Archer Miller Huntington (1870-1955) – Philanthropist & Author
Archer Huntington was the son of Arabella Huntington and the stepson of railroad magnate and industrialist Collis P. Huntington. He was educated by private tutors and later traveled and studied in Spain, where he collected a number of rare manuscripts, books, and some works of art. Huntington was also an accomplished author, focusing on poetry and the translation of Spanish texts. He was the recipient of the Order del Libertador of Venezuela, and, in 1927, he was made chevalier of the Legion of Honor of France. In 1939, he was awarded the Medal of Merit of the Saint Nicholas Society from the City of New York. Huntington devoted his life to philanthropic pursuits, donating land, money, and valuable collections to establish museums.
In 1904, Huntington founded the Hispanic Society of America, and, by 1908, a free museum, library, and educational institution opened in a new facility in New York City. The library included Huntington’s collection of over 40,000 volumes. In 1915, he donated property in New York City to establish the Museum of the American Indian and the American Academy of Arts and Letters. In 1921, he donated a new home to the American Numismatic Society, New York City. Other cultural institutions Huntington established were Brookgreen Gardens in South Carolina (1930), the Mariners’ Museum in Newport News, Virginia, (1930), and the Archer and Anna Huntington Wild Life Forest Station in the Adirondacks for Syracuse University (1932). He donated a collection of Louis XV furniture to Yale University in 1926, and $100,000 to the National Sculpture Society for a sculpture exhibition in San Francisco in 1928.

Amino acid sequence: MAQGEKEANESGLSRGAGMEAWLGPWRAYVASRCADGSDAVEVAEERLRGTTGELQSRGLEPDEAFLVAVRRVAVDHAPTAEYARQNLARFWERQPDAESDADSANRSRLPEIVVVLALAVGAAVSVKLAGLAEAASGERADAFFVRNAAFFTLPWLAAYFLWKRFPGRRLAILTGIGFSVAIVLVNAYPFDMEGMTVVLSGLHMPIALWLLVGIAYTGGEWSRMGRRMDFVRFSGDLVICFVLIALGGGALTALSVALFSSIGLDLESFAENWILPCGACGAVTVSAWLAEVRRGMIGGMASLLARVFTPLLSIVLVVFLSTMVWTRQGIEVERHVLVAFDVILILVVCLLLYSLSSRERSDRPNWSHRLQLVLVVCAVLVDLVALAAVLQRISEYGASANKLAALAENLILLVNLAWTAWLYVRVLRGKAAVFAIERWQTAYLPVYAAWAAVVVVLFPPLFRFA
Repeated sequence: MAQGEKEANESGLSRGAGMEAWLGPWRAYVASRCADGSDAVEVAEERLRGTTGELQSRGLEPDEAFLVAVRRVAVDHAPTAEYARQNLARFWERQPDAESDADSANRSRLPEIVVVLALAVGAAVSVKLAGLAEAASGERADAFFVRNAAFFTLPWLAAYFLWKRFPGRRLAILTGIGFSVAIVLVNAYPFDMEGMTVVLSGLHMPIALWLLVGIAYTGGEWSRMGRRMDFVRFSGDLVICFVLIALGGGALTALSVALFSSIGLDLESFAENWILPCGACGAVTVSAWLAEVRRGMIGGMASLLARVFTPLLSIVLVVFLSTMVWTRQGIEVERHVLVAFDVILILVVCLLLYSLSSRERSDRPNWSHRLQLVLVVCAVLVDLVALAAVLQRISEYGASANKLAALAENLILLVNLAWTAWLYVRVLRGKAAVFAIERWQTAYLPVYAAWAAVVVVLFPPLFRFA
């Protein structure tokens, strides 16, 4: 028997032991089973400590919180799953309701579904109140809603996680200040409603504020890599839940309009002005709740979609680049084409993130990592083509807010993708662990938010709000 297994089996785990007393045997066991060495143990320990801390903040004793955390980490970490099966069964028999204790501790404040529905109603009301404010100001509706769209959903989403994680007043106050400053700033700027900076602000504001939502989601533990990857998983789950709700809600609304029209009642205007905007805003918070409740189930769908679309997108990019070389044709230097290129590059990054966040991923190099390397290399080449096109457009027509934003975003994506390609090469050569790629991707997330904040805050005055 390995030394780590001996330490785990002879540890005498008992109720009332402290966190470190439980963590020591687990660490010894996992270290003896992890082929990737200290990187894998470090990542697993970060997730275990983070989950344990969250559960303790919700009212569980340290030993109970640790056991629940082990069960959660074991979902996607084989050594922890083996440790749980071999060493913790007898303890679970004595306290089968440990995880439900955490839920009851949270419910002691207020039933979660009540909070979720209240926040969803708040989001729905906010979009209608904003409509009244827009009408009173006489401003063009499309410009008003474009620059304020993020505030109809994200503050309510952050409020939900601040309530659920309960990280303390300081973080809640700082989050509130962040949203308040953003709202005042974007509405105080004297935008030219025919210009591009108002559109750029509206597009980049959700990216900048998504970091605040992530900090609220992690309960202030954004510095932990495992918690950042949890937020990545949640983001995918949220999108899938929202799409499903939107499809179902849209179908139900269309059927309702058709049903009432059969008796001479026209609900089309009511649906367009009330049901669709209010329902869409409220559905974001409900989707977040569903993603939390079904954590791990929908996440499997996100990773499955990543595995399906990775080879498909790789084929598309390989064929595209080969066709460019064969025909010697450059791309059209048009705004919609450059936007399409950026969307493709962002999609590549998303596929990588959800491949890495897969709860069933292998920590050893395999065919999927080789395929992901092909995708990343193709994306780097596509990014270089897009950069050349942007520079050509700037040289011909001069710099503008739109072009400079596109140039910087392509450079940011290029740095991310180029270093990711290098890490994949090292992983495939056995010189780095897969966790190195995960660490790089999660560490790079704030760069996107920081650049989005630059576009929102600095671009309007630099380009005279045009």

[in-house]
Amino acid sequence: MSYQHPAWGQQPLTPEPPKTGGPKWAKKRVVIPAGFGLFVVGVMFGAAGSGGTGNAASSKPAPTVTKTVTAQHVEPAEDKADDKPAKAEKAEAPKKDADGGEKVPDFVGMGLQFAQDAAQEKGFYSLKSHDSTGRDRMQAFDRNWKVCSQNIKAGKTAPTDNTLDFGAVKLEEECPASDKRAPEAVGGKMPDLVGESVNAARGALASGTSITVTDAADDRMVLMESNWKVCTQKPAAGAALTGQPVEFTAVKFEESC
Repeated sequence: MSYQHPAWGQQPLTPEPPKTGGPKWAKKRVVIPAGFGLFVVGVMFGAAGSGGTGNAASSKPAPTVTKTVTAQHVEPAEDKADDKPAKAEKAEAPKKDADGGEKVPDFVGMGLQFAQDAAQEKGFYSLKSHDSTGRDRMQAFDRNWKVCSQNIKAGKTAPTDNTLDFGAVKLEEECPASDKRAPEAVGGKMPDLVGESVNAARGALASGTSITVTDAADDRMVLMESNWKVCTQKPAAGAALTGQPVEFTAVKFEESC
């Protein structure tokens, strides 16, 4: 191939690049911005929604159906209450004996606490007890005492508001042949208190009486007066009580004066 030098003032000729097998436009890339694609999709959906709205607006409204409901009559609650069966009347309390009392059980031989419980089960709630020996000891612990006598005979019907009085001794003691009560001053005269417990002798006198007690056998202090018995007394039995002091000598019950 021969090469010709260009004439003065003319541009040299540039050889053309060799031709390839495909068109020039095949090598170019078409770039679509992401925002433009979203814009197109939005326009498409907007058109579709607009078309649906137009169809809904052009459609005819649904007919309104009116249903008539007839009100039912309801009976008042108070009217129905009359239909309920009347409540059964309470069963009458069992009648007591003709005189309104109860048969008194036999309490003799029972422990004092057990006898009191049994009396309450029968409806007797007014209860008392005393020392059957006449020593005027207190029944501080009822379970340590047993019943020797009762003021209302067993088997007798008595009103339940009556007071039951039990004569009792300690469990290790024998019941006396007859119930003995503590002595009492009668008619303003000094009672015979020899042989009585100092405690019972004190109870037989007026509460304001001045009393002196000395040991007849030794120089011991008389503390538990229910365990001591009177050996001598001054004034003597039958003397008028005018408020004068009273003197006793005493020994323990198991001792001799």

We honor Archer Miller Huntington because his philanthropic work makes him a Legacy Champ. If you want to be a Legacy Champ in your own special way, then contact the Mendel Law Firm, L.P. for a free consultation on estate planning, trust planning, and/or probate issues.